It doesn’t disappoint.

—Michael Keating

Stand-By One! by Vernon Grant

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Good news for Books in Review II readers. A second edition of Vietnam veteran Vernon Grant’s Stand-By One! has just been published ( Little Creek Press, 40 pp., $9.95, paper) and his wife Betsy Grant is now on a book tour with her late husband’s cartoon collection. Grant’s cartoons are familiar, but they are as descriptive and humorous now as when he drew them in 1969.

Last November, in a review of Grant’s Point Man Palmer, I wrote: “Cpt. Grant received his Army discharge in 1968 after his tour of duty in the Vietnam War. That’s when he began publishing his cartoons and graphic novels. Stand-By One!, published in 1969, presents panels in which Grant occasionally inserts himself in his depiction of a soldier’s routine in the field, off duty, and in stand down.”

The characters in these humorous and ironic situations include PFC Goonfunkle and other soldiers in foxholes, on patrol, during R & R, and after coming “back to the world.”

These un-numbered pages contain drawings revealing typical and quirky scenes such as troops identifying a rescued Vietnamese villager wearing a Ho Chi Minh tee shirt as having been “re-educated” and four officers standing at an entrance to the “Hanoi to Saigon Subway.”

One combat scene shows two soldiers under a ” rocket attack,”  except it’s raining down copies of Playboy magazine, C Rations, and a television. The caption reads: “It looks like they’re running low on ammunition.”

Another carton shows a Vietnam veteran sitting with his date in a restaurant. He says to the waiter: “A beer for me and a Saigon Tea -er- a coke for the lady.” Grant has also drawn tanks with bayonets affixed and a soldier in counseling with a Chaplain in which they both wear Mickey Mouse ears.

 

The best way to appreciate these cartoons is to see them together in Stand-By-One!, an affordable last-minute holiday gift. Betsy Grant’s website is http://bvgrantstudio.com

—Curt Nelson

Adventures of Point-Man Palmer in Vietnam by Betsy Grant

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Vernon Grant began drawing birthday cards at age three. His wife Betsy has compiled some of his writings and cartoons in  Adventures of Point-Man Palmer In Vietnam: Cartoons and Writings by Vernon Grant (Little Creek Press,  156 pp., $15.95,paper). Grant’s drawing of the Vietnam Veterans Memorial and Betsy Grant’s dedication set the tone for this biography and introduction to the cartooning of this “artist and soldier.”

Enlisting in the U.S. Army in 1958 launched Vernon Grant’s military and cartooning careers. He went through OCS at Fort Benning in 1960.  “Vernon was the artist for the Classbook for this 50th Company Officer Course,” Betsy Grant writes. “Vernon was one of the 4.6% of the class graduates that were Black.”

Several small problems: The book’s timeline is not consistently chronological; it is not always clear whether quotes are Vernon’s or Betsy’s; the drawings are not dated; and some caption typography can be difficult to read.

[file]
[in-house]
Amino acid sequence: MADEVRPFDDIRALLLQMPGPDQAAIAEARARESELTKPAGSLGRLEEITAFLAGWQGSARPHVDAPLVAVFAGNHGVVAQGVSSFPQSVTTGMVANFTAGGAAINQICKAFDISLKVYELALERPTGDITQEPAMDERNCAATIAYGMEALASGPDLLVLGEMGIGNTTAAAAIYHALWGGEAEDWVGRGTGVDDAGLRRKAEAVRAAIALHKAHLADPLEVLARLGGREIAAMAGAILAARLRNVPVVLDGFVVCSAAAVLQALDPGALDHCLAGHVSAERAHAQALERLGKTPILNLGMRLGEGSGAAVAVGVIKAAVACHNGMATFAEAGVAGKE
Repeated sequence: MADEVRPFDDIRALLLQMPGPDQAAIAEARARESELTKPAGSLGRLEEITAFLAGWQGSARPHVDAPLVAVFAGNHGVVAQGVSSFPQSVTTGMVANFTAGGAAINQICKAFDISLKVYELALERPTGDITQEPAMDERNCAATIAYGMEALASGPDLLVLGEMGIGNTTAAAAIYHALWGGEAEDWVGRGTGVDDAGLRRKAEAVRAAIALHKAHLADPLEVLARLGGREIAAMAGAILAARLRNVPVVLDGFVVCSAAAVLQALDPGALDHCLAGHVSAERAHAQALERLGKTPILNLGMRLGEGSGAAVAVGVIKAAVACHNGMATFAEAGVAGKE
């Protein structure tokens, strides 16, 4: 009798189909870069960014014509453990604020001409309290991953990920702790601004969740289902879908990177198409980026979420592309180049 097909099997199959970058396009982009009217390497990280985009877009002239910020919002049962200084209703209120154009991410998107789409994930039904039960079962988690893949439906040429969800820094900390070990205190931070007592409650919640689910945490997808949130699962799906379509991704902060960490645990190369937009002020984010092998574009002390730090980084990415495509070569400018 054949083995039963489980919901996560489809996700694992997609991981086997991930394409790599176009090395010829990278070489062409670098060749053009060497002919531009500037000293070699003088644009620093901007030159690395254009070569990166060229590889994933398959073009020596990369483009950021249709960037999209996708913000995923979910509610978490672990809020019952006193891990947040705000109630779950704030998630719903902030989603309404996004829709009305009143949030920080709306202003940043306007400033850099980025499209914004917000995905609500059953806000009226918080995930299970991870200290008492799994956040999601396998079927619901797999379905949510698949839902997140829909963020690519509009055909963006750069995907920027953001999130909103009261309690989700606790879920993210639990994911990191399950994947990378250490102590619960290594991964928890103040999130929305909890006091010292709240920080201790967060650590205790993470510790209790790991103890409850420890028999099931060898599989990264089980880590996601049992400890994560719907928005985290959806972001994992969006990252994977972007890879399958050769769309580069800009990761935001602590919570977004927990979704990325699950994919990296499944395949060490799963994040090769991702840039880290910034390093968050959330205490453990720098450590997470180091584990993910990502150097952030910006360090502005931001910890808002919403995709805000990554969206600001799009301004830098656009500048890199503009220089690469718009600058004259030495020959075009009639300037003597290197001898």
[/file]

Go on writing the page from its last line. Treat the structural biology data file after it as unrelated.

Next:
In 1964, while a Communications Officer at Ft. Carson, Colorado, 1st Lt. Grant—who died in 2006—presented his Commanding General with a uniquely prepared request for more field radios. It was in the form of a comic strip. The general responded: “Please accept my thanks for the brochure which I have looked through several times with a chuckle.”

Grant had been encouraged in his artistry by his father. He was also inspired by comic books such as Little Lulu, Donald Duck , and Buck Rogers and by encouragement from fellow soldiers.

Cpt. Grant  received his Army discharge in 1968 after his tour of duty in the Vietnam War. That’s when he began publishing his cartoons and graphic novels. “Stand By One,” published in 1969, presents combat life in panels in which Grant occasionally inserts himself in his depictions of a soldier’s routine in the field, off duty, and on stand down. That includes humorous scenes such as a lineman atop a pole observing a North Vietnamese Army patrol passing below and reporting, “Course I’m no Intelligence Expert, but if I was you I’d rate this ‘Current and Fairly Reliable!'”

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Betsy and Vernon Grant on their wedding day in 1978

This entertaining compilation features Grant’s tour de farce of Point-Man Palmer and Invisible Peppermint, the protagonist’s girlfriend and guardian angel. When they first set foot on the tarmac in Vietnam Palmer’s helmet proclaims ” SHORT! 364 DAYS 23 HOURS 59 MINUTES.” The adventures take this soldier and his unseen buxom girlfriend through the boonies until Palmer is captured. The surprise ending has Peppermint swimming in the Saigon River trying to save her soldier boyfriend.

Like the comics Grant read as a child, the last page announces in bold type:  “DON’T MISS BOOK TWO! OF POINT- MAN PALMER.”
The entire collections are out of print, but copies are available at www.bvgrantstudio.com
—Curt Nelson